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“Studying music here [at Columbia] has granted me the time to contemplate and understand what it is I like to listen to — and from there I can understand what it is I want to compose.” —Daniel Lazour CC’16
For music major Daniel Lazour CC’16, composition has been a lifelong passion. “I started on piano at age seven but I never took learning pieces very seriously because I was always too excited about whatever I was coming up with,” he says. “Writing my own material has always been my way into music.”
In July 2015, Daniel’s proclivity for composition was on display in the original musical, We Live in Cairo, which was presented at the Eugene O’Neill Theatre Center’s 2015 National Musical Theatre Conference (NMTC) in Waterford, Conn. It was chosen from nearly 300 submissions to be featured as one of three new works at the conference. Daniel’s compositional work for the show was complemented by his older brother Patrick’s playwriting — Daniel and Patrick, a graduate of Boston College, have been working as a composer-lyricist team since 2007, having previously written five full-length musicals together.
Daniel’s childhood enthusiasm for composition found structure in the formal musical theory training that he began at the age of 13 and has pursued ever since. “I started to understand chords, scales, notation and how it all fit together. And once I became aware of the system, I started taking composition more seriously,” he says.
Similarly, theatre was a part of Daniel’s home life from a young age. “In terms of theatre, my parents made sure to expose me early on,” says Daniel. “It’s always been a part of my life.” The family attended performances together and theatre became an interest that Daniel and his brother shared, so working together to create their own material was a natural next step. “Writing for musical theatre was a marriage of two of my favorite things: composition, and theatre,” Daniel says.
The development of We Live in Cairo began in 2013, during Daniel’s first year at the College, and over the past two years he has found that his academic studies have helped his composing.
“One thing I’ve learned about myself while at Columbia is that I like a lot of different genres and methods of music making,” he says. “Studying music here has granted me the time to contemplate and understand what it is I like to listen to — and from there I can understand what it is I want to compose.”
We Live in Cairo, which tells the story of a group of young organizers and revolutionaries during the 2011 Arab Spring, was inspired by a photograph in photojournalist Ed Ou’s Egyptian Youth series. “Patrick was taken by the photo’s dynamism, urgency, youthful energy — all things that he thought would make for a compelling musical,” says Daniel. “He shared it with me and I was instantly hooked on the idea.”
To develop the show, the brothers read, researched and spoke with Egyptian revolutionaries, seeking to gain insight into the revolution in Cairo. “For me, research meant a lot of listening, to both old and new Egyptian music,” says Daniel. As he began to compose the score, Daniel drew from his studies at Columbia, exploring the different musical genres and cultural sounds that colored the Egyptian zeitgeist during the Arab Spring. “The soundtrack to the revolution was so varied, including everything from [Egyptian singer] Sayed Darwish to American pop,” he says. “It took me a while to reconcile all those different musical styles with my own voice.”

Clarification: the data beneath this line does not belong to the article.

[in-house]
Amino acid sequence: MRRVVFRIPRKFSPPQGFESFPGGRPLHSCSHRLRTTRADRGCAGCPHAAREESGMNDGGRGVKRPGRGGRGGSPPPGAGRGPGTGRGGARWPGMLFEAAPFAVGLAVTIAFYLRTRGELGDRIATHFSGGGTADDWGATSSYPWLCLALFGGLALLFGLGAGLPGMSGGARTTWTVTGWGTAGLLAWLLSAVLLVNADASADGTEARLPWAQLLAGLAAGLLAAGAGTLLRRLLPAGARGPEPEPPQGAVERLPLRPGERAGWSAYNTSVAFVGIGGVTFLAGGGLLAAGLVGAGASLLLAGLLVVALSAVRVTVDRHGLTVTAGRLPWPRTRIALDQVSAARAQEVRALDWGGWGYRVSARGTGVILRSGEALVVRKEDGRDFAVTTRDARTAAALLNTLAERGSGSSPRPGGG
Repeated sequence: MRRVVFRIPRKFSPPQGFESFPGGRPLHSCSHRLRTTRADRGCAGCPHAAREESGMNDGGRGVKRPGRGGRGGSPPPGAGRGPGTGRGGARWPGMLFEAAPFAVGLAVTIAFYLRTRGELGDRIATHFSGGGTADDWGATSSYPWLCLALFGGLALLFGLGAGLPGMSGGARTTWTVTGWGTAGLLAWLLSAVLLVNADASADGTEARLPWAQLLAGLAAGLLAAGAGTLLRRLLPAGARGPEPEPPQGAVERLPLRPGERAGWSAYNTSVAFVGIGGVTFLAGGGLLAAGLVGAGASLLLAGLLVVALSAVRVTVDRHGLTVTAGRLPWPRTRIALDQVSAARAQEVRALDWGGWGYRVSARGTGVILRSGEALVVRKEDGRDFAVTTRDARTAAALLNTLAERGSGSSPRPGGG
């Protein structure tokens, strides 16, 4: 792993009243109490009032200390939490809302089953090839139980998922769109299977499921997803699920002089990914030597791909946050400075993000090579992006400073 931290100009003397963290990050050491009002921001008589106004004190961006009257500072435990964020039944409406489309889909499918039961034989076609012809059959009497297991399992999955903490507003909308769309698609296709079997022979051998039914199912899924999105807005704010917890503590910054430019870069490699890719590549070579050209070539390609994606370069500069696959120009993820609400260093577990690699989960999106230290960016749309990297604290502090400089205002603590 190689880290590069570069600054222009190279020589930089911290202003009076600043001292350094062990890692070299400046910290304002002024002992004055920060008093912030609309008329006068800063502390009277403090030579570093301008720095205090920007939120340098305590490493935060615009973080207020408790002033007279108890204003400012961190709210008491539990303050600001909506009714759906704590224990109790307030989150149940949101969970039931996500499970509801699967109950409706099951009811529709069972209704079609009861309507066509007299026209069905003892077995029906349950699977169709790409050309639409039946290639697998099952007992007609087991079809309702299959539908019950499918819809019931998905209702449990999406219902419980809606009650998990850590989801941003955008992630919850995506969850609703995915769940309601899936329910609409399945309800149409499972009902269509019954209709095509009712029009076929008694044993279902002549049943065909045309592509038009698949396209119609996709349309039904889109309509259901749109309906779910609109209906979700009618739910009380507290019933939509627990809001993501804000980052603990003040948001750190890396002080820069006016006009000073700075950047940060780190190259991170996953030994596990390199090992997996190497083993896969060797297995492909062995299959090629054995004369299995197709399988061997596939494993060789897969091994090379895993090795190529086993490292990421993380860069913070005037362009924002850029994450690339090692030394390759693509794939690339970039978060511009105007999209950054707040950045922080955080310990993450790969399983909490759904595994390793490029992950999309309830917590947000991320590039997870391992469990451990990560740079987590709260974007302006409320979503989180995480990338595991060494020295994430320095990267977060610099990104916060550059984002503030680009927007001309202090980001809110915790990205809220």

The result was a score that mixes oud — a stringed instrument commonly used in Middle Eastern music — with guitar, piano and hand drums. “This is an unusual ensemble,” Daniel says. “But I think the O’Neill audiences were happy to hear something a little unexpected.”
At NMTC, Daniel and Patrick’s new work appeared alongside that of two well-established musical theater teams — a musical about a sandwich turning people into zombies by Mark Hollman and Greg Kotis, creators of the absurdist Broadway hit Urinetown, and a musical adaptation of Slaughterhouse Five, written at Kurt Vonnegut’s suggestion, by Jed Feuer and Adele Ahronheim.
For Daniel, the experience at NMTC reaffirmed many of the developments he has made as a composer while at Columbia. “I think what’s so great about musical theatre audiences is that they’re open to many different sounds. There really is no definitive ‘Broadway sound’ anymore,” he says. “So in a way, musical theatre is the world in which I feel I have the stylistic freedom to experiment and express my love for the variety of genres I’ve gotten to know at school.”
Though the conference is over, We Live in Cairo is far from done. In September 2015, Daniel and Patrick were selected as Dramatists Guild Fellows for the 2015-2016 Dramatists Guild of America season, a highly-selective nine-month program that will allow the brothers to continue to develop the show with experienced theater professionals and mentors in New York. And when the program has concluded, Daniel and Patrick hope to see We Live in Cairo through to a full production. “That's always the goal,” says Daniel. “Like the O'Neill, we see the Dramatists Guild Fellowship as a wonderful opportunity to get the piece in shape for a New York run of some kind — whether that be Broadway, Off-Broadway, Off-Off Broadway or our living room.”
As for his lifelong love of composition, Daniel has no intention of stopping anytime soon. “After the conference ended and I realized how consumed I was by it all,” he said, “I knew that musical theatre, if I can swing it, is definitely what I want to be doing.”
Chloé Durkin CC’15 is a freelance writer and producer based in Brooklyn, NY.